Saturday, June 16, 2007

NBC/WSJ poll -- Thompson solidly in second place

The latest major poll was the NBC/WSJ one released late last week.

It confirms that Fred Thompson is solidly in second place behind Rudy Guiliani -- 29% to 20 %. Guiliani lost 4 points from the last poll -- Thompson went up 3 points.

Mitt Romney slightly gained ground compared to the last NBC/WSJ poll, from 12% to 14%.

John McCain, not unexpectedly, plummeted from 22% to 14 % into a tie for 3rd place with Romney. McCain believes he is right in championing the disastrous immigration reform "compromise," and McCain has always said that he would rather be right than be President. It looks like he will get his druthers.

Things remain fluid, with many polls indicating that fewer than 10% of voters -- even in saturated early primary states -- are firmly settled on a candidate.

Although there is a long ways to go, a few things can probably be said with confidence.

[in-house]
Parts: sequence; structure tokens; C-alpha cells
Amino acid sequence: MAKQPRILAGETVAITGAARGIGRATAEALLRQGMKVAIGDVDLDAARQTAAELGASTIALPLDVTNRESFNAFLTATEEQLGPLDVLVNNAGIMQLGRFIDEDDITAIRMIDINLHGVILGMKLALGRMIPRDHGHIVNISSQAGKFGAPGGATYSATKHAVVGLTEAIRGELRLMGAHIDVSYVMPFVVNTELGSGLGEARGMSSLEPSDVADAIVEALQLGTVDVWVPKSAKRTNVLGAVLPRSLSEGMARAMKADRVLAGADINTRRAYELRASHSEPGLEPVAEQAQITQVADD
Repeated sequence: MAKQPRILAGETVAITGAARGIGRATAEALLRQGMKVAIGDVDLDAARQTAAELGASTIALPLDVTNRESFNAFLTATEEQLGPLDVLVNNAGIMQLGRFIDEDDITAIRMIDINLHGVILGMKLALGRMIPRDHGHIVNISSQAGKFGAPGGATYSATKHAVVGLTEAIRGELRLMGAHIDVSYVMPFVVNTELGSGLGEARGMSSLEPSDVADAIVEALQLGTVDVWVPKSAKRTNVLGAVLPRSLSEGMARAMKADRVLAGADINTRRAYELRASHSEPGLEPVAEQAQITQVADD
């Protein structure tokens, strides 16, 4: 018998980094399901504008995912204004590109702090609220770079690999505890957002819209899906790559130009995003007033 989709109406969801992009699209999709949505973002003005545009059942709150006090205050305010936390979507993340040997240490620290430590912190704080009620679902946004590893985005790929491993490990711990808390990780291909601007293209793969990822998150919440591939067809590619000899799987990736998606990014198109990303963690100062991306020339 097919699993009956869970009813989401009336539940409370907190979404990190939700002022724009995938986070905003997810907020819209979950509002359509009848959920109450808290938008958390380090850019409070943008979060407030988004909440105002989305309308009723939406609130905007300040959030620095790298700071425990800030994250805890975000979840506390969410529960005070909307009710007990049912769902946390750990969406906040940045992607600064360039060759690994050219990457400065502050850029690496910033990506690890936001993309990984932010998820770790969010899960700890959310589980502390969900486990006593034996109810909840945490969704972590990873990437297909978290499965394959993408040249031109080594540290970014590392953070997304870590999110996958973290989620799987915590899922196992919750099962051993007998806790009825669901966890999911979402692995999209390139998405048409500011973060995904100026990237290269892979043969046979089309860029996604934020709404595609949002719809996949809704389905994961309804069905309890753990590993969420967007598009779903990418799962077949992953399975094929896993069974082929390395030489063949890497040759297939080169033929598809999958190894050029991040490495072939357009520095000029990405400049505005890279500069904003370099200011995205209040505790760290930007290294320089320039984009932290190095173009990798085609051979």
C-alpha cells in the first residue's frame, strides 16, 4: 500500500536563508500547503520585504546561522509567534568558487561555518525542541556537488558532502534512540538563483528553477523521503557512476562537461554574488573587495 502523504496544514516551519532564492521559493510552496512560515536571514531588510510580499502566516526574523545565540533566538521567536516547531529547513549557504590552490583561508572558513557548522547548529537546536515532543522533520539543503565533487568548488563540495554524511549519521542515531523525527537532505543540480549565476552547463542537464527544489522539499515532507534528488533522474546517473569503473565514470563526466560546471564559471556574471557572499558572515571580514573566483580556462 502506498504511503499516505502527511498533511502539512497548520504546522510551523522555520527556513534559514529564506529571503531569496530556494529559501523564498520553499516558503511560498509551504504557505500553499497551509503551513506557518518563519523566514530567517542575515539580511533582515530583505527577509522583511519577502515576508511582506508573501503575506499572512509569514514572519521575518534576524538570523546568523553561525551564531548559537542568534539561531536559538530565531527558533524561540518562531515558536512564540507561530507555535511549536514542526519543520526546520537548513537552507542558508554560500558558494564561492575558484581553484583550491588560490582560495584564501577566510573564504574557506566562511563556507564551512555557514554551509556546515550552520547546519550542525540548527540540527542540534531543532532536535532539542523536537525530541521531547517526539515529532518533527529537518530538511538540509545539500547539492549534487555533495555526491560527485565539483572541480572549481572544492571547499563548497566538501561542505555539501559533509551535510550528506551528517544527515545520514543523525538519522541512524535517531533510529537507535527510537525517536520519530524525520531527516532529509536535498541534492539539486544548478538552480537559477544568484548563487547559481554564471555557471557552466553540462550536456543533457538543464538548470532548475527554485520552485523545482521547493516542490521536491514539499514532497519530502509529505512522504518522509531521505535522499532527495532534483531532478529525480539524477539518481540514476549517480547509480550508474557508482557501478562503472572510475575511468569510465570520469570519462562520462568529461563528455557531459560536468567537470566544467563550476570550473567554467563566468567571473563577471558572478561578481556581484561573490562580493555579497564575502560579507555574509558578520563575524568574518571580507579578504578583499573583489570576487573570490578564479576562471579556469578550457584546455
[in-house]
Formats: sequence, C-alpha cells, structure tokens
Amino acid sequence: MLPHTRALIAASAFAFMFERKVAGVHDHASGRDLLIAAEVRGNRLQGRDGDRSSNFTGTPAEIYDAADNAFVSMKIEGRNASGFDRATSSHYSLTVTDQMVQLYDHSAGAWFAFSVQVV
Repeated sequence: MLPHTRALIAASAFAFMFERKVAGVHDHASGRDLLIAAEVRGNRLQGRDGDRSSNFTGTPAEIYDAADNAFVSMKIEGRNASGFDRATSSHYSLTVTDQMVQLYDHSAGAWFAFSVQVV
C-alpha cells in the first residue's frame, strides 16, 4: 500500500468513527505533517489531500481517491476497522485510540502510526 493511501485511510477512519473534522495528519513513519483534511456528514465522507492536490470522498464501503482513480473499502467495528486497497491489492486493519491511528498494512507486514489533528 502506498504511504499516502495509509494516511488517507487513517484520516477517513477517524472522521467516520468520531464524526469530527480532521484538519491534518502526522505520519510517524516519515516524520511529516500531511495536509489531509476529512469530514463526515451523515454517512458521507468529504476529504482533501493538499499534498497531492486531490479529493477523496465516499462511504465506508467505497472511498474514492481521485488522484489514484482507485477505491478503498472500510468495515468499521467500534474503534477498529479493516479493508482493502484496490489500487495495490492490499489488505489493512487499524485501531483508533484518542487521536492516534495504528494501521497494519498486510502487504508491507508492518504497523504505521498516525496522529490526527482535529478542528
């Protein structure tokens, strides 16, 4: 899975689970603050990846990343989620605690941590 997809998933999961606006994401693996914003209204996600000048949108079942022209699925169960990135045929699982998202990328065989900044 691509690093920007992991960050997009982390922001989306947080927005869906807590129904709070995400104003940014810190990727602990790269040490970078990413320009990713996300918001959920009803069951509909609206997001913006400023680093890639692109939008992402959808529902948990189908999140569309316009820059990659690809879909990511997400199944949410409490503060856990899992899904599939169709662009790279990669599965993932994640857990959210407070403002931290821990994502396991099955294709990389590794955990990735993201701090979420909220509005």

First, Thompson's entry into the race will mean Gingrich is going to stay out -- just as well, since we need a fresh start.

Second, none of the 2nd tier candidates are going to have a chance to move up into the first tier. While there are good ideas and policies to be found amongst the 2nd tier candidates (think Ron Paul and his reminders to Republicans of our anti-interventionist heritage, think Tancredo and Hunter on immigration, think Mike Huckabee backing the Fair Tax) there is no-one there who would be a top-level general election candidate. The debate performances have demonstrated that.

Third, Guiliani continues his slow slide downward in all of the major polls -- but remains unquestionably the man to beat.

It should be remembered, though, that having a socially liberal candidate like Guiliani at the top of the heap is an anomaly caused by one major factor: the antipathy that the "heir-apparent," John McCain, elicits from rank-and-file Republicans. This left an unusual gaping void early-on, and Guiliani was adept enough to step quickly into that void before a conservative Republican stepped forward (OK, Romney tried, by changing all of his positions to match those of the base -- but Republicans aren't biting.)

Unfortunately, he doesn't have the stuff to fill the entire void -- he's great on tough-guy take-charge stuff, but his liberal records on gun-control, immigration, abortion, gay marriage, etc. make him someone who won't be able to rally the base. Thus Thompson's improbable grassroots surge.

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